This year I was able to see four of the five Oscar Nominated short docs from the comfort of my couch; two on Netflix and two on my phone.
Extremis and The White Helmets are both available via Netflix and are both fantastic films. Extremis deals with end-of-life decisions using a well-polished fly-on-the-wall style in a hospital, while The White Helmets takes a non-narrative documentary style to cover first responders in Syria.
4.1 Miles is available from the New York Times and is about a Greek boat captain who rescues migrants from the choppy waters of the Aegean Sea. The video is as raw as its subject matter, and you feel every wave, just as you feel the weight of every life in the hands of the boat’s crew.
Joe's Violin is available from The New Yorker, and introduces us to a Holocaust survivor who donates his violin to a girls' school. It’s a very nice piece, but faces an uphill battle against the weight of the other films in the Oscar race.
Watani: My Homeland was not available to watch online, but the trailer looks promising. Filmed over three years, it follows a family who escapes Syria to find a new life in Germany.
All that said, my Oscar vote goes to The White Helmets.
Growing up in the 1980's I was well aware of “Russia.” But being a kid, my “knowledge” was only through hearsay in the hallways and movies like Rocky IV and Red Dawn. Words like defecting, KGB, and Siberia were on the tip of my tongue, but I couldn't have told you very much about any of them. All I knew is that they (Russia) were the villains, and we were the heroes.
Of course, I've learned a lot since then. But the opening credits of Red Army fed right into my nostalgia, as they feel just like an action movie. And the film itself has a sly sense of humor, as it shows us the Cold War from the other side, using playful graphics and archival footage that keeps us entertained, while showing us what it was like playing on the Red Army Hockey Club National Team for the Soviet Union.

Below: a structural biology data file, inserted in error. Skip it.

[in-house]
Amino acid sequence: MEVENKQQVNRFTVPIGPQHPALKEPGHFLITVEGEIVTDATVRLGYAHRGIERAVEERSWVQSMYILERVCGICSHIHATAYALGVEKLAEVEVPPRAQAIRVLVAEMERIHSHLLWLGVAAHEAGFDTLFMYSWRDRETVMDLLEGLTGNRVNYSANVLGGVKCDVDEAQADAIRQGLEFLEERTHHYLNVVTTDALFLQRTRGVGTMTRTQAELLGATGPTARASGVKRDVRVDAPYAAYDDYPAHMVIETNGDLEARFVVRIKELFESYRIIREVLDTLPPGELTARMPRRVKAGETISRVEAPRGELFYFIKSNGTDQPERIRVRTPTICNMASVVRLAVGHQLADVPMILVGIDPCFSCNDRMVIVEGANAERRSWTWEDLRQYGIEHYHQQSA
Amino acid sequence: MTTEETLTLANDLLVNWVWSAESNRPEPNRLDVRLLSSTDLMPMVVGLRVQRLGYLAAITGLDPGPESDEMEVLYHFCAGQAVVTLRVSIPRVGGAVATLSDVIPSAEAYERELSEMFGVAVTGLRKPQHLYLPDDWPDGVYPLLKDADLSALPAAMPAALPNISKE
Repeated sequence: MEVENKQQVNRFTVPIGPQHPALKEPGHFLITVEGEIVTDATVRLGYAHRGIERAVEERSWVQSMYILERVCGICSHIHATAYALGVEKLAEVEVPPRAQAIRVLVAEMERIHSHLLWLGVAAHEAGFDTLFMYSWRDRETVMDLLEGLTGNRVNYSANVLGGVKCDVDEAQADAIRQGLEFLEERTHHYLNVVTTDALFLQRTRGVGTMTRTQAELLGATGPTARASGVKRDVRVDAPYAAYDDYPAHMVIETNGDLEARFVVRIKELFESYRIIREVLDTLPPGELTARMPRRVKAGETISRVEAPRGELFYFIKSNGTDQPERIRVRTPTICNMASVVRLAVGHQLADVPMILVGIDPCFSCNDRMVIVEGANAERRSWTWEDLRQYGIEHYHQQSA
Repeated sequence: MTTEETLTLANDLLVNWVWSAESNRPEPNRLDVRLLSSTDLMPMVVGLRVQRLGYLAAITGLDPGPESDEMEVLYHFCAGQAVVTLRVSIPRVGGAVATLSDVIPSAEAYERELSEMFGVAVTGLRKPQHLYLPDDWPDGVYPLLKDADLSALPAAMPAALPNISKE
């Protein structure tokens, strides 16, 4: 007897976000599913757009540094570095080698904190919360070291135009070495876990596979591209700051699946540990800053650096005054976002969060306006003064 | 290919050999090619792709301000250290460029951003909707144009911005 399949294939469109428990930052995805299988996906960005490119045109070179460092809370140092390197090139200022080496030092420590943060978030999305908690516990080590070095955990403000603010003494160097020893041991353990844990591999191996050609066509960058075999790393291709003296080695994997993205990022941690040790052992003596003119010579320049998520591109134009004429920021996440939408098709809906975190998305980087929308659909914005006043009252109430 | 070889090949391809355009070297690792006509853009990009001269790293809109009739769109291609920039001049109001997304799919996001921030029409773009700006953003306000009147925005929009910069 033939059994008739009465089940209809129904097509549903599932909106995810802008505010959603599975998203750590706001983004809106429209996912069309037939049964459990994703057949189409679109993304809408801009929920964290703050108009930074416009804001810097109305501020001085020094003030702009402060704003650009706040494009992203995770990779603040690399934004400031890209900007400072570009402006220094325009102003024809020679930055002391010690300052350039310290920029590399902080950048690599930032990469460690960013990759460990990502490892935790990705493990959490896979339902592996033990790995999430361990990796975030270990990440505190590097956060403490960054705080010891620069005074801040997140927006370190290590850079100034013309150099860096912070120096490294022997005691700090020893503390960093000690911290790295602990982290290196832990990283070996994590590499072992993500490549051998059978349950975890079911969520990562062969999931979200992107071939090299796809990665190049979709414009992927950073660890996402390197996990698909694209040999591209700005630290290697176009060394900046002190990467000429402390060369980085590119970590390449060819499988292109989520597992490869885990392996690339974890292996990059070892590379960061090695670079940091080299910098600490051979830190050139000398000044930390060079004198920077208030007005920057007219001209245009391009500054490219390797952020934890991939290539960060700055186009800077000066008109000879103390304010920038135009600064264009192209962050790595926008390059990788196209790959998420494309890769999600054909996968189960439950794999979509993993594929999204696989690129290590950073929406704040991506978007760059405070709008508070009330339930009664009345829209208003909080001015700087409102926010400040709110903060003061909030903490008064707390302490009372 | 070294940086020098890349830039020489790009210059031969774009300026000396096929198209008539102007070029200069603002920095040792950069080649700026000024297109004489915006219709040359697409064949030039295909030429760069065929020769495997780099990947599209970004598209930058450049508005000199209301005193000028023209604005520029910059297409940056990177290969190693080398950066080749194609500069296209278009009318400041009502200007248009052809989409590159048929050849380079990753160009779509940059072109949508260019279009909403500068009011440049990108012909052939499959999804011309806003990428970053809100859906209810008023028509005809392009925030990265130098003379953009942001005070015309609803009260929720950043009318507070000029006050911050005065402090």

Interviews with hockey great Slava Fetisov anchor the film, and we hear from other players, fans and experts as well as we follow the Red Army through the Miracle Game of the 1980 Lake Placid Olympics, to the modern day, as the players and team face wins, losses, tragedies struggles and success.
The end of Fetisov's story works as a surprise ending to the film – at least it did for me, since I know less about hockey today than I did about Russia in the 1980s.
Red Army is director Gabe Polsky’s first feature-length documentary, and with such an amazing debut, I can’t wait to see what he does next.
I read The BFG to my kids at least once when we were going through Roald Dahl's oeuvre and I remembered only fragments of it. But what made me want to see the movie was the teaser trailer, which focuses on the BFG's first appearance to Sophie. And that’s the scene the film opens with. It’s a longer and very well-executed introduction to the BFG and his relationship with the young girl.
“It was the witching hour, when the boogeyman comes out; when people go missing.”
Watching the BFG hiding in plain sight throughout the city is really fun, and his bizarre spin on the English language is a treat to listen to.
“I can’t be helpin’ it if I be sayin things a bit sqiggly.”
The film takes place in both the real world and the magical (read: animated) world. Sophie is played by a real girl, so when she’s in Giant Country she’s the only real thing in it, and it’s obvious she’s been "green screened" in, which is a bit distracting. It made me wonder why she wasn’t just animated herself and the whole film animated along with it.
This double fish out of water story, first as Sophie is transported to the land of the giants, and later when the BFG comes to tea in the city, are both fun premises. But the film really sparkles when it’s the BFG who is out of his element, especially when we get to Buckingham Palace, which plays host to a scene that is worth the price of admission in itself.
I had some questions as to to the BFGs “job” as a “dream catcher,” but to properly think about that I’ll need to reread the book. The BFG hears all the “secret whispering of the world,” and it’s almost like Sophie is praying to him at the end, which felt like an odd way to end such a fanciful tale.